Thisis a perspective that was developed to provide a more objective andscientific approach in the study of humanity. It started as amovement in the year 1913, when John Watson published an articleentitled “Psychology as the behaviorist sees it” (Ertmer &ampNewby, 2012). Behaviorists hold that all types of behavior can belearned or acquired from one’s environment. Consequently, humanbeings lack the free will. Instead, their conduct is totallydetermined by their respective surroundings. For example, people areable to adopt new behaviors after going through operant conditioning.Watson rejected approaches (such as functionalism) that emphasized onthe study of the mind and held that they were not based on scientificprinciples. Watson was motivated by an idea that it was possible tostudy the behavior of animals in an objective way without talking tothem (Ertmer &amp Newby, 2012). This study could be subjective ifthe psychologist withed to focus on the mind.

Themain assumption in behaviorism approach is that psychology can bestudied effectively and objectively using observable behaviors,instead of internal events that cannot be seen. Behaviorism is amongthe most popular theories because of the existence of the numerousexperiments that support its application (Ertmer &amp Newby, 2012).Watson held that observable events and behavior were sufficient tocomprehend human conduct.

Psychoanalysis

SigmundFreud is among the theorists who contributed towards the developmentof the psychoanalytic perspective. Freud held that psychologicalchallenges could be addressed by making unconscious issues becomeconscious (McLeod, 2014). This is an approach that focuses on theunconscious aspect of a human being, which is accomplished byreleasing experiences and emotions that have been repressed.Psychoanalysts apply several assumptions when advancing theirargument. For example, they assume that all psychological challengesare rooted in the aspects of the human mind that are considered asthe unconscious (McLeod, 2014). In addition, psychoanalysts hold thatsymptoms that manifest in individuals with psychological problemsresult from latent disturbances. Unresolved issues that peopleexperience during the process of growth or unaddressed trauma formpart of the repressed emotions as well as experiences.

Humanisticapproach

AbrahamMaslow is considered as one of the key founding fathers of thehumanistic approach. Maslow held that people have free-will, whichimplies no one is controlled by the unconscious forces. Maslowfocused on the study of people who were self-actualized and had theability to exploit their inner potential as well as talents (McLeod,2015). This is a perspective that is founded on the idea thatpsychologists should focus on studying a whole person. Theorists whosupport the humanism approach assume that people have a free will andphenomenology is paramount to the study of human psychology. Thestudy of human conduct using the humanistic approach is based on thesubjective experiences of an individual (McLeod, 2015). They areguided by an idea that human beings are basically good, which helpsthem focus on the personal worth of their clients. The development ofthe humanistic approach was made successful by the contributions ofmany theorists.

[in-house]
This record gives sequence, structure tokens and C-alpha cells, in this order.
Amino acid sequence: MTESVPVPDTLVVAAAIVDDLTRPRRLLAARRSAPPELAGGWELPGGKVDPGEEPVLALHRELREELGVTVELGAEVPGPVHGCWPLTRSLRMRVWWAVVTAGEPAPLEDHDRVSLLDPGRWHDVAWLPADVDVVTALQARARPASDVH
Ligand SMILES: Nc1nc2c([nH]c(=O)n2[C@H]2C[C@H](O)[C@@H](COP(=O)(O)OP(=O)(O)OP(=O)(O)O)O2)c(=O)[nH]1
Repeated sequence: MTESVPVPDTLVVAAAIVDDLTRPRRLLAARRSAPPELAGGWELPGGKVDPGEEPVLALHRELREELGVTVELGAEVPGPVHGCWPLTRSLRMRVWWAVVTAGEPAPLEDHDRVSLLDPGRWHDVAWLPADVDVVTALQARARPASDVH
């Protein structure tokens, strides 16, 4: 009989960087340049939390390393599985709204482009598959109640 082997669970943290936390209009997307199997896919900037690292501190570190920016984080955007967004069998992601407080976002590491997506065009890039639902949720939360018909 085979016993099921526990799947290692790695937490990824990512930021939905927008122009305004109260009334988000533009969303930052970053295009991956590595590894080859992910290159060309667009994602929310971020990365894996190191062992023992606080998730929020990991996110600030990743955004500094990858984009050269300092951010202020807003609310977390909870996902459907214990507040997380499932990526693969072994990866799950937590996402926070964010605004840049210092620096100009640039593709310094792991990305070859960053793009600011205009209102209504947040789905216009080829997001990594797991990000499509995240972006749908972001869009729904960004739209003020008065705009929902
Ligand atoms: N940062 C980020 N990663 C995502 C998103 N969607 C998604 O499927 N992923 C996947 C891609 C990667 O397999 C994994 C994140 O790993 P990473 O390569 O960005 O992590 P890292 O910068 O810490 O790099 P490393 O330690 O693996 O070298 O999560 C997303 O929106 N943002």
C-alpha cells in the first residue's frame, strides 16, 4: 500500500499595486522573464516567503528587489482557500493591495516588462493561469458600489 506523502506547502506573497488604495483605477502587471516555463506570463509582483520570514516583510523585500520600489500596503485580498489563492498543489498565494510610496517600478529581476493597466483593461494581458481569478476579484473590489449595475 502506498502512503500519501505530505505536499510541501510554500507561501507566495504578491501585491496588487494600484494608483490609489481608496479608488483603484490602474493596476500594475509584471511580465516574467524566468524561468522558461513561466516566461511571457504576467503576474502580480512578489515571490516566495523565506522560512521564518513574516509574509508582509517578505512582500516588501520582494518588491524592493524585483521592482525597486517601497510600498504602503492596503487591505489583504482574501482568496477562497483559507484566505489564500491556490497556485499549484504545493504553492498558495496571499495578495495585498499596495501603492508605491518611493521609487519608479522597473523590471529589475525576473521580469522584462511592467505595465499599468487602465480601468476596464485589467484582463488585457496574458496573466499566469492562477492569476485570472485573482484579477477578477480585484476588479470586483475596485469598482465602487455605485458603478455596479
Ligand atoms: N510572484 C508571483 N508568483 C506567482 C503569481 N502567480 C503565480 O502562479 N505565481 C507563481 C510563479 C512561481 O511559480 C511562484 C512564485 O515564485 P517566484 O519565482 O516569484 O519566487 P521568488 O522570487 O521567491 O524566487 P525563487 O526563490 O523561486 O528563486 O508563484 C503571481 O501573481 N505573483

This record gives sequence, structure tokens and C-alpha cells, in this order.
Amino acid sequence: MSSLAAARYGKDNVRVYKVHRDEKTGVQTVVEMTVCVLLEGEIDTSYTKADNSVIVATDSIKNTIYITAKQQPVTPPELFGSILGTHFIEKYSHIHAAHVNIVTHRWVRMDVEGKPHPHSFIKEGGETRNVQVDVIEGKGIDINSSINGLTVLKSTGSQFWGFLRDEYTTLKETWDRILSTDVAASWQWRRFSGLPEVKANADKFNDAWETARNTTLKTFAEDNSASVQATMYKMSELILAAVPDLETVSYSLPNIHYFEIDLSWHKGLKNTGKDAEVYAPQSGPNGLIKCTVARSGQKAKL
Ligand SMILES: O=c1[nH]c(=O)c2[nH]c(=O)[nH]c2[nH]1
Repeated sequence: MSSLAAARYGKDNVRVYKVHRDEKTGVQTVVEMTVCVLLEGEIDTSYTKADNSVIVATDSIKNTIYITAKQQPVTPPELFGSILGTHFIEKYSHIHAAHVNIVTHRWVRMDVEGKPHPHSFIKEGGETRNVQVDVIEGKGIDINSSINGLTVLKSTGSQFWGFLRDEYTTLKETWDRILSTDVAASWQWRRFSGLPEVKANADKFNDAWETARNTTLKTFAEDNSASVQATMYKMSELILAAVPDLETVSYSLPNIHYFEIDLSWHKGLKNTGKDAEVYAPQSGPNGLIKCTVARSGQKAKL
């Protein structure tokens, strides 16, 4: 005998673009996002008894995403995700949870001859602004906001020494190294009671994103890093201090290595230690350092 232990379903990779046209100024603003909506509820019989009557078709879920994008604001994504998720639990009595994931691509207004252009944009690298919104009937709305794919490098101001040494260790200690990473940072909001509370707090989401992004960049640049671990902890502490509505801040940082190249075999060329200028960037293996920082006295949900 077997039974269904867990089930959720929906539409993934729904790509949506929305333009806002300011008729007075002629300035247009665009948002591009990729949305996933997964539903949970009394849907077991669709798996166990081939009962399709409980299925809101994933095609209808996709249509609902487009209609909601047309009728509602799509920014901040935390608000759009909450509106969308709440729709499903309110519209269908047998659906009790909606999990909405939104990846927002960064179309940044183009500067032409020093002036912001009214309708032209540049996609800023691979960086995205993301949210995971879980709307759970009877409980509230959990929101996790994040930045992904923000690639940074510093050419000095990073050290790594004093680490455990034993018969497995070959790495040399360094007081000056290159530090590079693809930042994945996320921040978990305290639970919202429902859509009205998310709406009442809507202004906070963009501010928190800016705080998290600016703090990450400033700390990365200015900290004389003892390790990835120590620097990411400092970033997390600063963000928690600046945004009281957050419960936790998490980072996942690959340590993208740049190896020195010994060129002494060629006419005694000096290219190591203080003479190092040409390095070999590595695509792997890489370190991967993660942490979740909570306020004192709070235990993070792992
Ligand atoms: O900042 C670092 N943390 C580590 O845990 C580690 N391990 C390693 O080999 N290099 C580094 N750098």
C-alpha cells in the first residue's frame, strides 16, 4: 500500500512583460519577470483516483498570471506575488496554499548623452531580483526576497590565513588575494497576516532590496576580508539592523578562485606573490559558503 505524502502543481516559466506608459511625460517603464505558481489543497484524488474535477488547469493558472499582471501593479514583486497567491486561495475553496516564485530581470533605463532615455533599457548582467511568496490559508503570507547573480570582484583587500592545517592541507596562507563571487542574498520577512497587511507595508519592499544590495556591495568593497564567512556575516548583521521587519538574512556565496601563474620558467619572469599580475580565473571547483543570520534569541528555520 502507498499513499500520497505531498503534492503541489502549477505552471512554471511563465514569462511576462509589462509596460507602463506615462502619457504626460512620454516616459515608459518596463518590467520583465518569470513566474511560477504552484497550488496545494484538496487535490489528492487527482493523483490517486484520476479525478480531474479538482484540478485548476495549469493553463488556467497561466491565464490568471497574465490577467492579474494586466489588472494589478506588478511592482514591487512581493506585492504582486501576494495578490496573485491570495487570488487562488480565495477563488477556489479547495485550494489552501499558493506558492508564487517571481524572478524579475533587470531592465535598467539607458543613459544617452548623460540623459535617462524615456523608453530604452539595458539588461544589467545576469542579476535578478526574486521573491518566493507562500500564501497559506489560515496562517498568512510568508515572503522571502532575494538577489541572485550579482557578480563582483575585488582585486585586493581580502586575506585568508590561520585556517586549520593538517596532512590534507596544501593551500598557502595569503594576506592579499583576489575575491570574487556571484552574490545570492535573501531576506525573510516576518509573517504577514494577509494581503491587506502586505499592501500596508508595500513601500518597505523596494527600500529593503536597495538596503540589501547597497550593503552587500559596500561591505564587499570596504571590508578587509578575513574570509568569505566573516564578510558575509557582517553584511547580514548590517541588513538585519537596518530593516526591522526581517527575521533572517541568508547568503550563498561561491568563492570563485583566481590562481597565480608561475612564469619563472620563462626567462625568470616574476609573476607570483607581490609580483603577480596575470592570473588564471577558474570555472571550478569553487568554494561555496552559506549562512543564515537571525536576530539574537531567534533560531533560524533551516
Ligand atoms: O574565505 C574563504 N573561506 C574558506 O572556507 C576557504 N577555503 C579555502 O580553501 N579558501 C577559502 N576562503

Conclusion

Psychologyapproaches are products of the contributions made by varioustheorists who seek to advance the existing body of knowledge.Structuralism holds that all aspects of a human being (includingthoughts) are not natural, but they are constructed. Functionalistsbelieve that psychologists should study the state, instead of thecomponent of the mind. Behaviorism holds that it is more objective tostudy human psychology on the basis of observable actions, instead ofthe mind. Psychoanalysis emphasizes on the significance of theunconscious aspects of the human mind. Lastly, the humanism is anapproach that encourages psychologists to study a whole person.

References

Ertmer,A. &amp Newby, J. (2012). Behaviorism, cognitive, constructivism:Comparing critical features from an institutional design perspective.PerformanceImprovement Quarterly,26 (2), 43-71.

McLeod,S. (2014). Psychoanalysis. SimplyPsychology.Retrieved September 7, 2016, fromhttp://www.simplypsychology.org/psychoanalysis.html

McLeod,S. (2015). Humanism. SimplyPsychology.Retrieved September 7, 2016, fromhttp://www.simplypsychology.org/humanistic.html

Philips,J. (2015). Structuralismand semiotics.Singapore: National University of Singapore.

Polger,W. (2014). Functionalism.Cincinnati, OH: University of Cincinnati.